Numerous rather than a few analgesic endogenous neuropeptides are likely to work in concert in vivo in ameliorating pain. Identification of effective neuropeptide combinations would also facilitate the development of gene or cell-based analgesics. In this study, opioid peptides endomorphin-1 (EM-1) and endomorphin-2 (EM-2) and the peptide histogranin analogue [Ser1]histogranin (SHG), which possess activity as an N-methyl-d-aspartate (NMDA) receptor antagonist, were intrathecally (i.t.) injected alone and in combination in rat models of acute and persistent pain. None of the peptides when injected alone altered hind paw responses of uninjured rats to acute noxious stimulation. EM-1 and EM-2 showed divergent efficacies in the persistent pain models. For example, EM-1 injected alone was antinociceptive in rats with neuropathic pain, whereas EM-2 demonstrated no efficacy. Demonstration of synergism was also divergent across the models. For example, while SHG combined with EM-1 did not alter the efficacy of EM-1 in rats with neuropathic pain, SHG significantly increased the efficacy of EM-1 in the formalin test. By contrast, the potency and efficacy of the peptides alone and combinations were much less than those of the reference analgesic morphine. Furthermore, morphine combined with the clinically used NMDA receptor antagonist ketamine showed synergism across a broad range of pain states. While the current set of neuropeptides could serve as a basis for analgesic therapeutics, there could be other neuropeptides with greater efficacy and potency and broader therapeutic application.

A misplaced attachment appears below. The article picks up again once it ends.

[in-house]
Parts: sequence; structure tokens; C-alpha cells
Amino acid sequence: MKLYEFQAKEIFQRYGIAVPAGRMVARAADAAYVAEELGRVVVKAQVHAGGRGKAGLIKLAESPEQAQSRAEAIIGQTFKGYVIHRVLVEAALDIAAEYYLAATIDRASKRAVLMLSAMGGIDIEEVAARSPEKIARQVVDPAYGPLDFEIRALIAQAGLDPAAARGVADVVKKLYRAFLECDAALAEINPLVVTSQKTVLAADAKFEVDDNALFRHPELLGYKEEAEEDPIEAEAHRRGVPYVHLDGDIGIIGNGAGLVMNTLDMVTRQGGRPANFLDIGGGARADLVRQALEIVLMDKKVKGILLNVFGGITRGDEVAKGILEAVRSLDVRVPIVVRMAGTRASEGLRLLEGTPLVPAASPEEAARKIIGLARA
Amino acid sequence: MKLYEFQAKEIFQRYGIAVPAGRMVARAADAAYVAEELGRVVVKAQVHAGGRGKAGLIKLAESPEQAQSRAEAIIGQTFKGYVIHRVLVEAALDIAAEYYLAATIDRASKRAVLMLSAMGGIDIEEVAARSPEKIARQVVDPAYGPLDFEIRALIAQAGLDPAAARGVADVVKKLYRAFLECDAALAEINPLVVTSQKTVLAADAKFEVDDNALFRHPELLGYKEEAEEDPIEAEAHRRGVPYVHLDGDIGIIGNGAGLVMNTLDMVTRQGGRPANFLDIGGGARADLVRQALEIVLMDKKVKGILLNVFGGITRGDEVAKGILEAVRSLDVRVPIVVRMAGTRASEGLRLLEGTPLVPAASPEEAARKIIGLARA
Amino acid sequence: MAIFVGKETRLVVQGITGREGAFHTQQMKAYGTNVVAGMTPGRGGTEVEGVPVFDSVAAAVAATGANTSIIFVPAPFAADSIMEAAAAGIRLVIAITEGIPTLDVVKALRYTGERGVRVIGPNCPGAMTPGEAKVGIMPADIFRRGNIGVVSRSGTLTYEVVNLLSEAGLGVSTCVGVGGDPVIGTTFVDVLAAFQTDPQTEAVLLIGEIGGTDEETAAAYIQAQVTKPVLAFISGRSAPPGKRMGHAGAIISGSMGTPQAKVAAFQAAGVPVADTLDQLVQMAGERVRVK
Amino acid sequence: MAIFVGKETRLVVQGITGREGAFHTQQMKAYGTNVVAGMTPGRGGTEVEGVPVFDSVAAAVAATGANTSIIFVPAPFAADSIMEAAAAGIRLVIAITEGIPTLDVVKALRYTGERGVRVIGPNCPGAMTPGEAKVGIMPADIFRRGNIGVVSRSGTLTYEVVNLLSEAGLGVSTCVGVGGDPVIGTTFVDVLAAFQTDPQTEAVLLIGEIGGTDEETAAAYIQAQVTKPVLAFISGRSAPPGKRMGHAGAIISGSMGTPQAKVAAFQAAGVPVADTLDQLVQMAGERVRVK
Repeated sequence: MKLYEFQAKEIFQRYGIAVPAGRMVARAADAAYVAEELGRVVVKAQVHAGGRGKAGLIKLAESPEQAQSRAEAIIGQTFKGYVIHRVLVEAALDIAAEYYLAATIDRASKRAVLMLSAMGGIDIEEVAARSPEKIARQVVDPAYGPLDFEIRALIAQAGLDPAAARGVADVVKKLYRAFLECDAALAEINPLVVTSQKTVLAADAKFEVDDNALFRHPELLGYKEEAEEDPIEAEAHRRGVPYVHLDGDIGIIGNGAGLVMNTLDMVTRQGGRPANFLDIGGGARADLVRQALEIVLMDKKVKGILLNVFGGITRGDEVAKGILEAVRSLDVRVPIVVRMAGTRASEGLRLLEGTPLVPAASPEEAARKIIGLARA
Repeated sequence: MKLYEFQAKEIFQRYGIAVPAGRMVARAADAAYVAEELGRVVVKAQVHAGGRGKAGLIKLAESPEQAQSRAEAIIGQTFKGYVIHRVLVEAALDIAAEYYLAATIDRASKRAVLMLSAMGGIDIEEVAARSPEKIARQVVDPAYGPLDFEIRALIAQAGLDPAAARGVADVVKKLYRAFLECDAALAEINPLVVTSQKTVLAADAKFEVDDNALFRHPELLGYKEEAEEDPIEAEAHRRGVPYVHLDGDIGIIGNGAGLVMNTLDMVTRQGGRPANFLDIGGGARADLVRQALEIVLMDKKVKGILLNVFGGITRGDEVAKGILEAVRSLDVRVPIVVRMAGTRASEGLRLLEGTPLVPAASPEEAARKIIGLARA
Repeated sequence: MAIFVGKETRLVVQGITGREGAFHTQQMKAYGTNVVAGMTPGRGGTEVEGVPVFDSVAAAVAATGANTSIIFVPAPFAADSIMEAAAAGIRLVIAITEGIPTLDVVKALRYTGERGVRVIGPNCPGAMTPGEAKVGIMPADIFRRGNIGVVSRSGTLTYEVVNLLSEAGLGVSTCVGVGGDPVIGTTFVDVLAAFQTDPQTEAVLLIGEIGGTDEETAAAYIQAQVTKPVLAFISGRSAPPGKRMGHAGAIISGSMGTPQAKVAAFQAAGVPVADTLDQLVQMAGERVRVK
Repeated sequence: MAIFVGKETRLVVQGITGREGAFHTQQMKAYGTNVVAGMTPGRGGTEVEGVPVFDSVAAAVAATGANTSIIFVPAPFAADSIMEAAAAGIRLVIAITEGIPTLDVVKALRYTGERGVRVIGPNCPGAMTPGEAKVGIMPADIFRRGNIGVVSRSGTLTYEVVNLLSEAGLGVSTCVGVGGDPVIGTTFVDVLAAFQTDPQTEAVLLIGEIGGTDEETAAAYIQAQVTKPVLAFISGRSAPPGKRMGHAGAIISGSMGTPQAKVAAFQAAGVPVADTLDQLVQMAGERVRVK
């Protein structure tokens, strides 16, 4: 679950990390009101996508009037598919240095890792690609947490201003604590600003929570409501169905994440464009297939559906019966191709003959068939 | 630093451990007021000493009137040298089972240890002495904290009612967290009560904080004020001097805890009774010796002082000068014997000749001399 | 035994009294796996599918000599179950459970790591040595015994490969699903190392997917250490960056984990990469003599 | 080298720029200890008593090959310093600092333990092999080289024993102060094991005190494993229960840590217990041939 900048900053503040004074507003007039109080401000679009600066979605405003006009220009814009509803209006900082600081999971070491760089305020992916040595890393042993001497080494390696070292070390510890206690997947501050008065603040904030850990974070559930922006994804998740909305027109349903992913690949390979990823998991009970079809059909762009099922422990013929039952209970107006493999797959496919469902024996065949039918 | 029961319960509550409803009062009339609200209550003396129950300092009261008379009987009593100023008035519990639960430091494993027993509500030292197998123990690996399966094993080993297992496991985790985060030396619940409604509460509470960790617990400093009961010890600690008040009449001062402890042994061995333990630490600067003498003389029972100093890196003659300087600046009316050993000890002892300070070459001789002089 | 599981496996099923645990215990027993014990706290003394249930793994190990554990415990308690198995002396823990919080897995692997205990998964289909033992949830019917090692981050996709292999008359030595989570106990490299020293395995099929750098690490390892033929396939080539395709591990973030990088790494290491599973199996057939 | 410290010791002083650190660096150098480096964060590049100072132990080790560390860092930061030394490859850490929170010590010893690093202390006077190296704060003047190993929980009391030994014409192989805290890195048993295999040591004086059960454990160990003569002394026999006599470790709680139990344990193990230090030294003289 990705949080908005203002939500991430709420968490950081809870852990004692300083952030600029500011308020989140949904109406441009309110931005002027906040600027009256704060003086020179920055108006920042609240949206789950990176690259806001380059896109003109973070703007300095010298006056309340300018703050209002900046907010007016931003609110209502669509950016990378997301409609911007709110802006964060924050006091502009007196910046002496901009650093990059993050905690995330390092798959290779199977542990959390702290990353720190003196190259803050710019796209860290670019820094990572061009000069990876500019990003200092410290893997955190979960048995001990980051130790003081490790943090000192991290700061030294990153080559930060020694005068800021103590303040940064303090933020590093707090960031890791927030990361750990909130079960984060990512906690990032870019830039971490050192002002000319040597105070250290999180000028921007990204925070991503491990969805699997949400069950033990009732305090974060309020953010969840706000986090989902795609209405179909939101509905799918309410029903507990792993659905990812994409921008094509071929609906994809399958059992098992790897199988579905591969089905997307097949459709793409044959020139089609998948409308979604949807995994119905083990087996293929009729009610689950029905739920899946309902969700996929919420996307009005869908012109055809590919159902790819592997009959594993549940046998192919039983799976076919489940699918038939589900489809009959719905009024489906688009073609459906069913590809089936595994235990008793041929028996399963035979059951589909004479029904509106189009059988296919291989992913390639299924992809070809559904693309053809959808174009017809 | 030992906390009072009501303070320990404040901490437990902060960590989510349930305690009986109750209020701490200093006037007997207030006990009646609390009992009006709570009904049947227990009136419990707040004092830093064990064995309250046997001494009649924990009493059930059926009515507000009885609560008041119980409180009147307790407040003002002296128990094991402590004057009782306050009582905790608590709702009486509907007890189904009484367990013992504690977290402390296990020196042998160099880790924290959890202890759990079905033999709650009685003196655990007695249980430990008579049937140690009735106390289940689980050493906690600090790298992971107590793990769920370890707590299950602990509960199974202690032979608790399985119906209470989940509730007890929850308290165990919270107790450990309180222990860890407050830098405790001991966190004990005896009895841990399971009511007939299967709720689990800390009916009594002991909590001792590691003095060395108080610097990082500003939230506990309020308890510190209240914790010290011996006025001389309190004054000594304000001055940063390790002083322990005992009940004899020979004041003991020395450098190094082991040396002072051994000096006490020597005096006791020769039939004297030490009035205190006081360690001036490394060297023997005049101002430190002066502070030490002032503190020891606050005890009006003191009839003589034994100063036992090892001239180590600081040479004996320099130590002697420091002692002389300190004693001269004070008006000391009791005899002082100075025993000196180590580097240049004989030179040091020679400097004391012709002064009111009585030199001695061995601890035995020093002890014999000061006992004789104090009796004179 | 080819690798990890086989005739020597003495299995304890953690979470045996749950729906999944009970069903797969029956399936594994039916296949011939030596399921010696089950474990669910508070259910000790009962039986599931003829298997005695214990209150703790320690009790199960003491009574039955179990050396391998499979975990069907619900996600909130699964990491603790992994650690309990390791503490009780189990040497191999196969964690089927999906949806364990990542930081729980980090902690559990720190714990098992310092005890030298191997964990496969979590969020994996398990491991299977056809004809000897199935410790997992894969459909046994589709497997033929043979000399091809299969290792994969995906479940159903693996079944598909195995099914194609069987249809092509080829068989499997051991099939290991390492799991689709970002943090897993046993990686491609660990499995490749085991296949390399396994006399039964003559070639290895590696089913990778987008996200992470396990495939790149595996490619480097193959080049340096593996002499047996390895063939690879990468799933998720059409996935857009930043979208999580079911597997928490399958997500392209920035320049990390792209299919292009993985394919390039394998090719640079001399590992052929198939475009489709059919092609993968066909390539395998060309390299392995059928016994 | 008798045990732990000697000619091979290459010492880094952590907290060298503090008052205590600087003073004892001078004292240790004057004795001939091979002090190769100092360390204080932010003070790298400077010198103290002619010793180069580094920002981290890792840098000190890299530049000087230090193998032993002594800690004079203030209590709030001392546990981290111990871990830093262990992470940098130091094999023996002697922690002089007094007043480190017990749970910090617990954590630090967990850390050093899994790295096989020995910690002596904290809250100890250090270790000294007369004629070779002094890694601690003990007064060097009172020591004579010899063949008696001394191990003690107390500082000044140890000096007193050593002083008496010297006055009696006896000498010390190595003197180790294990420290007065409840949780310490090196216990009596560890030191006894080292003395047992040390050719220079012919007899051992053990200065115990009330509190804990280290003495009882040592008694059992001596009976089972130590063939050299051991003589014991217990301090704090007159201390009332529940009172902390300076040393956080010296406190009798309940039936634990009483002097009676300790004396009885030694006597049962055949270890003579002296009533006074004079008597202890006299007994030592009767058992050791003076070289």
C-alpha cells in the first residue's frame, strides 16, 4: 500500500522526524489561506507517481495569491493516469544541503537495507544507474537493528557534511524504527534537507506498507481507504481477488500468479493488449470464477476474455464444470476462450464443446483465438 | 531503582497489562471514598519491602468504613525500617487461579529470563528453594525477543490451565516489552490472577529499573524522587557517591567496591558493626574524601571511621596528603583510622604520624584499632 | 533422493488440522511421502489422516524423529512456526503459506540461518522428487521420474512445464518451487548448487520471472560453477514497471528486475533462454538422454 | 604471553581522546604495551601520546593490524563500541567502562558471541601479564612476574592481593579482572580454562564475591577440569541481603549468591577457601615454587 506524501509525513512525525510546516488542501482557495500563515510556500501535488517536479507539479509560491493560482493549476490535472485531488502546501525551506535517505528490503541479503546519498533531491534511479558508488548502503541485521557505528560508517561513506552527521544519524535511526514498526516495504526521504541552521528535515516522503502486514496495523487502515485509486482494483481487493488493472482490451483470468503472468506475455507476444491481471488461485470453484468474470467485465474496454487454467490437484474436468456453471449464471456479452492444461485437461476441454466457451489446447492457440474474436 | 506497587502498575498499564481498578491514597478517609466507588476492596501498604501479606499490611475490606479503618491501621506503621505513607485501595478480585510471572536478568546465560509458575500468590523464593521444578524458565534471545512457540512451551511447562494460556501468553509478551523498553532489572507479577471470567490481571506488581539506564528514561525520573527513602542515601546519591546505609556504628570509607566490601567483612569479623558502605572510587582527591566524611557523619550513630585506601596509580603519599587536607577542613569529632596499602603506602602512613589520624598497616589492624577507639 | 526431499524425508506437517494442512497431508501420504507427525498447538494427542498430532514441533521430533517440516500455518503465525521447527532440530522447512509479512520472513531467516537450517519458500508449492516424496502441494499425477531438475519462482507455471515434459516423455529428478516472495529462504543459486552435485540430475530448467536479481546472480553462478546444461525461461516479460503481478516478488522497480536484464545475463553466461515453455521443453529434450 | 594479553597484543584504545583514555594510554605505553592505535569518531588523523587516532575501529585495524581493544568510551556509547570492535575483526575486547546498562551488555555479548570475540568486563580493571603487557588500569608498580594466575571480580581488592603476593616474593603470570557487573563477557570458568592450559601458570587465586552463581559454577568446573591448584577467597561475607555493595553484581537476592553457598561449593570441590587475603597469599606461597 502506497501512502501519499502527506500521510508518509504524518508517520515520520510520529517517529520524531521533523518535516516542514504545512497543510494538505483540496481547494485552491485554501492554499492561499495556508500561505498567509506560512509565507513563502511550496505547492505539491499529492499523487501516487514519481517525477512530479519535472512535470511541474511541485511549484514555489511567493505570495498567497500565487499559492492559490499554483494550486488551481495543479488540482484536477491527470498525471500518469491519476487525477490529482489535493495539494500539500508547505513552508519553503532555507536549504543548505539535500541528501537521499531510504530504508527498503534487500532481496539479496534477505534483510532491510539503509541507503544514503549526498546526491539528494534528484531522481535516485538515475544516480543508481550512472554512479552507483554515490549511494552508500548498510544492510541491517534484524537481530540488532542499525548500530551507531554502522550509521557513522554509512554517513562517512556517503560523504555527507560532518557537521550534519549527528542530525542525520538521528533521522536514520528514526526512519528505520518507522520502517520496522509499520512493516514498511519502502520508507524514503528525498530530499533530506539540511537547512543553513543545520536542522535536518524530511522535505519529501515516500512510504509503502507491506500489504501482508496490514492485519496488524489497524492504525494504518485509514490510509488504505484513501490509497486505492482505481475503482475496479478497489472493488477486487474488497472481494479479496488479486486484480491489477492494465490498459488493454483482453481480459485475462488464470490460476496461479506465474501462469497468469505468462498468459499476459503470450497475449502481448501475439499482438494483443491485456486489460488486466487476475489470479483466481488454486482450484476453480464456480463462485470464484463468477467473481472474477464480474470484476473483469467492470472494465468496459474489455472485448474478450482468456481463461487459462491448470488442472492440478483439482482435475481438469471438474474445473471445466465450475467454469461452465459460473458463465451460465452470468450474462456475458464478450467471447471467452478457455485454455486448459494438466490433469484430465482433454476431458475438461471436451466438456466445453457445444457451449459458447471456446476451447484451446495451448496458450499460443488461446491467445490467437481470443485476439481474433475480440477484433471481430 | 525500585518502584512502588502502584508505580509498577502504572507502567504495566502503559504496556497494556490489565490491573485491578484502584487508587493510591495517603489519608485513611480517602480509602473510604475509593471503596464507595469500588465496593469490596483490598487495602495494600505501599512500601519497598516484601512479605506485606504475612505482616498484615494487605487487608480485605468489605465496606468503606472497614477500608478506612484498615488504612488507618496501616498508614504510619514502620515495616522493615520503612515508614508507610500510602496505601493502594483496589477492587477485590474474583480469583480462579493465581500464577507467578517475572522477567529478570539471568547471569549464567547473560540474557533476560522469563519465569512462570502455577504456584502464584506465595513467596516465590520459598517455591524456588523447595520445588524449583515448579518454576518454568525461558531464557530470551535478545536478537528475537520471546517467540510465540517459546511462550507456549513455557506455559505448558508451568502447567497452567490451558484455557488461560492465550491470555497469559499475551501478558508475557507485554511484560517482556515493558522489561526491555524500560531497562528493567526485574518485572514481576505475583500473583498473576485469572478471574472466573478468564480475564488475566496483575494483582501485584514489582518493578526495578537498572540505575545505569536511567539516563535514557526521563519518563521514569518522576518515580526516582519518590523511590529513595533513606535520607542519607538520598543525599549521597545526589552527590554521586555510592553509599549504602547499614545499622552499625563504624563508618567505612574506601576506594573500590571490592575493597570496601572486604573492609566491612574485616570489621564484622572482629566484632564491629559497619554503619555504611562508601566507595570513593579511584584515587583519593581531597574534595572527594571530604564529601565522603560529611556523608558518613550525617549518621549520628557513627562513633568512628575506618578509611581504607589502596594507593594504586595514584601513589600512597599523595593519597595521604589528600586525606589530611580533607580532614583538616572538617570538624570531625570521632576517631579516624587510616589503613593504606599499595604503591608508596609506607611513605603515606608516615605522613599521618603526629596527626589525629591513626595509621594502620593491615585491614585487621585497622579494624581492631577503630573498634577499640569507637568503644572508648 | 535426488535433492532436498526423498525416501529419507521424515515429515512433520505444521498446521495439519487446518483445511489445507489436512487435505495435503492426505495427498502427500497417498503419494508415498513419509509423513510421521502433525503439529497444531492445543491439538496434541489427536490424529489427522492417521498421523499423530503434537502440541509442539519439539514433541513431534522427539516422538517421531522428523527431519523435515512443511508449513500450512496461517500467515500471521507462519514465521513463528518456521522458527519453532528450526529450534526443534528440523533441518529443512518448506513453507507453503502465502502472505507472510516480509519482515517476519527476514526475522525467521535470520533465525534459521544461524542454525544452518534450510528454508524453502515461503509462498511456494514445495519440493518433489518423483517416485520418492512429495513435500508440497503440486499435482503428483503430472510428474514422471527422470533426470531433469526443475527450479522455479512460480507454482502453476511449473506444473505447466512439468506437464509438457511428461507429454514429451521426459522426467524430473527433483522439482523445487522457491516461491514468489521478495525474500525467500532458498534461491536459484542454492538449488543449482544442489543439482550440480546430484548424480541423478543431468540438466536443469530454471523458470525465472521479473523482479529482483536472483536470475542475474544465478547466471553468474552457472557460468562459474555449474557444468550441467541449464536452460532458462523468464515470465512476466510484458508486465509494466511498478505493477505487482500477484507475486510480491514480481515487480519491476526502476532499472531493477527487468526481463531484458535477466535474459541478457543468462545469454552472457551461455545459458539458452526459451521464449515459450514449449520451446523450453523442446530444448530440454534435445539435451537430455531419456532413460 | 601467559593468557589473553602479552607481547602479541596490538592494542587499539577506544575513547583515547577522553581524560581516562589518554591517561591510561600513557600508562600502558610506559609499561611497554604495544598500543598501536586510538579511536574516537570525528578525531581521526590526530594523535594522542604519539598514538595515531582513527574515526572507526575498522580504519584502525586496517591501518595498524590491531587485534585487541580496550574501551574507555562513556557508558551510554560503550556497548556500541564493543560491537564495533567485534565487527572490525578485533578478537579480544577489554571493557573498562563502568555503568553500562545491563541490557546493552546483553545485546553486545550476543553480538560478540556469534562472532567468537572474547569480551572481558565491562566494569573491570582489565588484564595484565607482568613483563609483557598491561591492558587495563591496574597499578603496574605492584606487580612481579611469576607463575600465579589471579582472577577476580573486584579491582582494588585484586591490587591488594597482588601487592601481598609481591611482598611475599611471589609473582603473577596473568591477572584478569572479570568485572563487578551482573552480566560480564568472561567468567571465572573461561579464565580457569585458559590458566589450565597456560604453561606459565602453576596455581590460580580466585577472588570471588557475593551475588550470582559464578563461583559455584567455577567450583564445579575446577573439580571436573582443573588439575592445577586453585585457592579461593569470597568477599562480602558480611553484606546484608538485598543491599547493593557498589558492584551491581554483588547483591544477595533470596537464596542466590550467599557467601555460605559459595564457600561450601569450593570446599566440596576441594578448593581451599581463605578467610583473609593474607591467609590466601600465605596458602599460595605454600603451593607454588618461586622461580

- Combination therapy
- endogenous antinociceptive neuropeptides
- intrathecal drug delivery
ASJC Scopus subject areas
- Pharmacology, Toxicology and Pharmaceutics(all)